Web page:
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Licensed Unlicensed Requires Authentication Published by De Gruyter October 9, 2020

Prenatal smoke exposure is associated with increased anogenital distance in female infants: a prospective case–control study

Deniz Özalp Kızılay, Cansever Aydın, Ayşe Pakel Aygün, Hale Ünver Tuhan and Özgür Olukman



To investigate the effects of maternal smoking during pregnancy on newborn infants’ anogenital distance (AGD).


Fifty-six female and sixty-four male newborn infants from mothers who smoked during pregnancy were included in this study. A control group for each sex was selected from infants whose mothers had no active or passive (in either the household or the workplace) smoke exposure before or during pregnancy. Questionnaire data on maternal demographic characteristics and information about cigarette use were collected. We assessed genital anthropometry which included AGD for both male and female neonates, and stretched penile length (SPL), penile girth for males within the first 48 h after birth. AGD measurements were also normalized according to birth weight (AGD/weight in grams), length (AGD/height in millimeters), and ponderal index [AGD/(weight in grams/height in cubic centimeters)]. Anogenital index (AGI) was calculated by dividing the AGD by cube root of birth weight.


In female infants, prenatal smoke exposure was associated with significantly increased weight-adjusted AGD (p=0.03). There was also a significant correlation between mothers’ daily smoking rates and weight-adjusted AGD (r=0.27/p=0.03). In male infants, fetal smoke exposure was not associated with any AGD measurements, SPL and penile girth.


A significant increase in weight-adjusted AGD in female infants exposed to maternal smoking may be an indicator of antenatal androgen exposure and may pose a risk for short and long-term endocrine, metabolic and behavioral problems.

Corresponding author: Deniz Özalp Kızılay, Bakırçay University Çiğli Training and Research Hospital, Department of Pediatrics, Division of Pediatric Endocrinology, 35620, Izmir, Turkey, Phone: +90 5334489244, Fax: +90 232 3983719, E-mail:


The authors would like to thank Prof. Dr. Tülay Güran (Department of Pediatric Endocrinology and Diabetes, Marmara University, School of Medicine, Istanbul, Turkey) for a great deal of support and her valuable guidance. We would like to thank Prof. Dr. Beyhan Cengiz (Department of Public Health, Faculty of Medicine, Celal Bayar University, Manisa, Turkey) and Dr. Cigdem Selli (MRC Centre for Reproductive Health, The Queen’s Medical Research Institute, The University of Edinburgh) for helping statistical analysis of the study. We thank Dr. Louise Bath (Consultant of Pediatric Endocrinology and Diabetes in Royal Hospital for Sick Children, Edinburgh, Scotland) for English language editing of this manuscript.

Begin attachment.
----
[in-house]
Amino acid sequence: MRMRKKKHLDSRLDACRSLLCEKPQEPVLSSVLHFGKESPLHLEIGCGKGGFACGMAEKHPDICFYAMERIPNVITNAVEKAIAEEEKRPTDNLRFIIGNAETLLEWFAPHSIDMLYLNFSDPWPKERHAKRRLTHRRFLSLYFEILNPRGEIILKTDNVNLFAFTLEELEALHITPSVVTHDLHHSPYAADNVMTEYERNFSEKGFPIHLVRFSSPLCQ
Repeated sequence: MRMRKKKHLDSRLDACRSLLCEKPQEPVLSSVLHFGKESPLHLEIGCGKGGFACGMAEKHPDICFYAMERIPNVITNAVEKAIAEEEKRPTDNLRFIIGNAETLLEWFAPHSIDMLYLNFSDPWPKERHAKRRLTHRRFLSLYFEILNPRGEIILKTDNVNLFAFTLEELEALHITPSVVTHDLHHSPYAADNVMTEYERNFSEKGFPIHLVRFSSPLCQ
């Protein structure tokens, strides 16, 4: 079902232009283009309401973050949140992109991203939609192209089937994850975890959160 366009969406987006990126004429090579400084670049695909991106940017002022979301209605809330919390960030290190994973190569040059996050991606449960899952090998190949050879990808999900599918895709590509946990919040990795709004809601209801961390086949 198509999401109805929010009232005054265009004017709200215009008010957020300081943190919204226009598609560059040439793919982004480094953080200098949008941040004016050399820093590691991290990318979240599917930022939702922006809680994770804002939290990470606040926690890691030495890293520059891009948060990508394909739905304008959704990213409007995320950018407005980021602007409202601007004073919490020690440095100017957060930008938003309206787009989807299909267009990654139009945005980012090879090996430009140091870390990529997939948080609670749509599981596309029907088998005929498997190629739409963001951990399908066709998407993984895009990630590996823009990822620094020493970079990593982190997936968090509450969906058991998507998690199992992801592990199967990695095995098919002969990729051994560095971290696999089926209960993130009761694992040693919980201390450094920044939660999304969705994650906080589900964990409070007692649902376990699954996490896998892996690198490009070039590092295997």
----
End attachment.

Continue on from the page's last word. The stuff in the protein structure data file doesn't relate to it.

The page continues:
1. Research funding: We have no direct or indirect commercial financial incentive associated with publishing the article. This research did not receive any specific grant from any funding agency in the public, commercial or not-for-profit sector.

  2. Authors’ contribution: D.Ö.K. contributed in study design, conducting training sessions, analyzing and interpreting the data, and taking the lead in writing and revision of the manuscript. C.A. performed the measurements, contributed in collecting and inputting the data. A.P.A informed the participants about the study, obtained consent and organized the questionnaires. H.Ü.T participated in study design and critical reading. Ö.O participated in conducting training sessions, collecting and interpreting the data, supervised the manuscript and provided critical feedback.

  3. Conflict of interest: The authors declare there was no any conflict of interest. All authors declare no competing interests.

  4. Ethical approval: The study was approved by the Behçet Uz Children's Hospital Ethics committee and adhered to the Declaration of Helsinki for Medical Research involving Human Subjects.


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Received: 2020-04-04
Accepted: 2020-08-06
Published Online: 2020-10-09
Published in Print: 2021-01-27

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